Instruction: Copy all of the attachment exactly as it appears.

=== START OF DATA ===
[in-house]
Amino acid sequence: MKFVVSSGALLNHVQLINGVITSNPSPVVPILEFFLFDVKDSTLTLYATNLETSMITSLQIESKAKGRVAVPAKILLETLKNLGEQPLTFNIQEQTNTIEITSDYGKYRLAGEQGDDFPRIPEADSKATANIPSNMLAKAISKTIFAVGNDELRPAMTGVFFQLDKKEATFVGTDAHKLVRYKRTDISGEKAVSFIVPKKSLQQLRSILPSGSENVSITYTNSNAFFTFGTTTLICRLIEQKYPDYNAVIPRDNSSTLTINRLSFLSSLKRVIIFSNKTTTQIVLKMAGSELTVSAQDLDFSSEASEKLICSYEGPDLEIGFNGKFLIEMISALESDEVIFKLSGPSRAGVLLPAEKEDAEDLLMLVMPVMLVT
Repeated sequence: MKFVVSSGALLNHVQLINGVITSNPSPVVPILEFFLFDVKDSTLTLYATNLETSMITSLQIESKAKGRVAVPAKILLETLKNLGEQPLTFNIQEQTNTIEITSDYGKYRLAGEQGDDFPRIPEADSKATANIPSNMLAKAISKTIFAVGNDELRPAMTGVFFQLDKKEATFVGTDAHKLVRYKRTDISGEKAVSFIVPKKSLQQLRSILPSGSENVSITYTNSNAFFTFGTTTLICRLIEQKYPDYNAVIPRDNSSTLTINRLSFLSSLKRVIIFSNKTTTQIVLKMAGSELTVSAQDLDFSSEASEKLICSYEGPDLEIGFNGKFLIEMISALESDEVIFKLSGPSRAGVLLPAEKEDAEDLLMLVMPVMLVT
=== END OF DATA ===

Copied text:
[in-house]
Amino acid sequence: MKFVVSSGALLNHVQLINGVITSNPSPVVPILEFFLFDVKDSTLTLYATNLETSMITSLQIESKAKGRVAVPAKILLETLKNLGEQPLTFNIQEQTNTIEITSDYGKYRLAGEQGDDFPRIPEADSKATANIPSNMLAKAISKTIFAVGNDELRPAMTGVFFQLDKKEATFVGTDAHKLVRYKRTDISGEKAVSFIVPKKSLQQLRSILPSGSENVSITYTNSNAFFTFGTTTLICRLIEQKYPDYNAVIPRDNSSTLTINRLSFLSSLKRVIIFSNKTTTQIVLKMAGSELTVSAQDLDFSSEASEKLICSYEGPDLEIGFNGKFLIEMISALESDEVIFKLSGPSRAGVLLPAEKEDAEDLLMLVMPVMLVT
Repeated sequence: MKFVVSSGALLNHVQLINGVITSNPSPVVPILEFFLFDVKDSTLTLYATNLETSMITSLQIESKAKGRVAVPAKILLETLKNLGEQPLTFNIQEQTNTIEITSDYGKYRLAGEQGDDFPRIPEADSKATANIPSNMLAKAISKTIFAVGNDELRPAMTGVFFQLDKKEATFVGTDAHKLVRYKRTDISGEKAVSFIVPKKSLQQLRSILPSGSENVSITYTNSNAFFTFGTTTLICRLIEQKYPDYNAVIPRDNSSTLTINRLSFLSSLKRVIIFSNKTTTQIVLKMAGSELTVSAQDLDFSSEASEKLICSYEGPDLEIGFNGKFLIEMISALESDEVIFKLSGPSRAGVLLPAEKEDAEDLLMLVMPVMLVT